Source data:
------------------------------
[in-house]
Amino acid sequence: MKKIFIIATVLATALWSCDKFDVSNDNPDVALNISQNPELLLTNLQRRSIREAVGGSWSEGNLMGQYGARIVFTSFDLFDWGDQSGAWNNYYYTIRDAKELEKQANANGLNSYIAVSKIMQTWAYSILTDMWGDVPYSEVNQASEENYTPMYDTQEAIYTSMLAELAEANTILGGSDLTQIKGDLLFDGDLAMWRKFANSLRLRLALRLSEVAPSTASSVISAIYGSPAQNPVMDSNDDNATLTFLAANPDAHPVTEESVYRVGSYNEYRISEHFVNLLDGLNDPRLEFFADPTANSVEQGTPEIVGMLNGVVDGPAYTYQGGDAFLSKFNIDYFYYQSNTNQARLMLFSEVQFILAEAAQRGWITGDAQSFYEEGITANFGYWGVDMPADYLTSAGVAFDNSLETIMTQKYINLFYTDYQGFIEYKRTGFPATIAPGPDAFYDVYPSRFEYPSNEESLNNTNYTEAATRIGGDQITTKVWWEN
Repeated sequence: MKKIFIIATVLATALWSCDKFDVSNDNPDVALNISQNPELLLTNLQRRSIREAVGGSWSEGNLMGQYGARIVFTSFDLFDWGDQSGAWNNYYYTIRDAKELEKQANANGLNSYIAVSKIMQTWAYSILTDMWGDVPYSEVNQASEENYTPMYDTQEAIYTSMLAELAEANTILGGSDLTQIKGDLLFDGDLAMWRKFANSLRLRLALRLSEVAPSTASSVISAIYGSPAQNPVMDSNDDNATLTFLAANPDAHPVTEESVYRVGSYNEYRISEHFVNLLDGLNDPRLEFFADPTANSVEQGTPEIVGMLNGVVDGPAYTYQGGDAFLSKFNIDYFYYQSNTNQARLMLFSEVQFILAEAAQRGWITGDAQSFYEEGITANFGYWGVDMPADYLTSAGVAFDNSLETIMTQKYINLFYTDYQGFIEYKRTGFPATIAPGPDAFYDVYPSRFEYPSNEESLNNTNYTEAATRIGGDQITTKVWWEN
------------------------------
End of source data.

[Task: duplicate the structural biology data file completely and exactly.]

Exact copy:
[in-house]
Amino acid sequence: MKKIFIIATVLATALWSCDKFDVSNDNPDVALNISQNPELLLTNLQRRSIREAVGGSWSEGNLMGQYGARIVFTSFDLFDWGDQSGAWNNYYYTIRDAKELEKQANANGLNSYIAVSKIMQTWAYSILTDMWGDVPYSEVNQASEENYTPMYDTQEAIYTSMLAELAEANTILGGSDLTQIKGDLLFDGDLAMWRKFANSLRLRLALRLSEVAPSTASSVISAIYGSPAQNPVMDSNDDNATLTFLAANPDAHPVTEESVYRVGSYNEYRISEHFVNLLDGLNDPRLEFFADPTANSVEQGTPEIVGMLNGVVDGPAYTYQGGDAFLSKFNIDYFYYQSNTNQARLMLFSEVQFILAEAAQRGWITGDAQSFYEEGITANFGYWGVDMPADYLTSAGVAFDNSLETIMTQKYINLFYTDYQGFIEYKRTGFPATIAPGPDAFYDVYPSRFEYPSNEESLNNTNYTEAATRIGGDQITTKVWWEN
Repeated sequence: MKKIFIIATVLATALWSCDKFDVSNDNPDVALNISQNPELLLTNLQRRSIREAVGGSWSEGNLMGQYGARIVFTSFDLFDWGDQSGAWNNYYYTIRDAKELEKQANANGLNSYIAVSKIMQTWAYSILTDMWGDVPYSEVNQASEENYTPMYDTQEAIYTSMLAELAEANTILGGSDLTQIKGDLLFDGDLAMWRKFANSLRLRLALRLSEVAPSTASSVISAIYGSPAQNPVMDSNDDNATLTFLAANPDAHPVTEESVYRVGSYNEYRISEHFVNLLDGLNDPRLEFFADPTANSVEQGTPEIVGMLNGVVDGPAYTYQGGDAFLSKFNIDYFYYQSNTNQARLMLFSEVQFILAEAAQRGWITGDAQSFYEEGITANFGYWGVDMPADYLTSAGVAFDNSLETIMTQKYINLFYTDYQGFIEYKRTGFPATIAPGPDAFYDVYPSRFEYPSNEESLNNTNYTEAATRIGGDQITTKVWWEN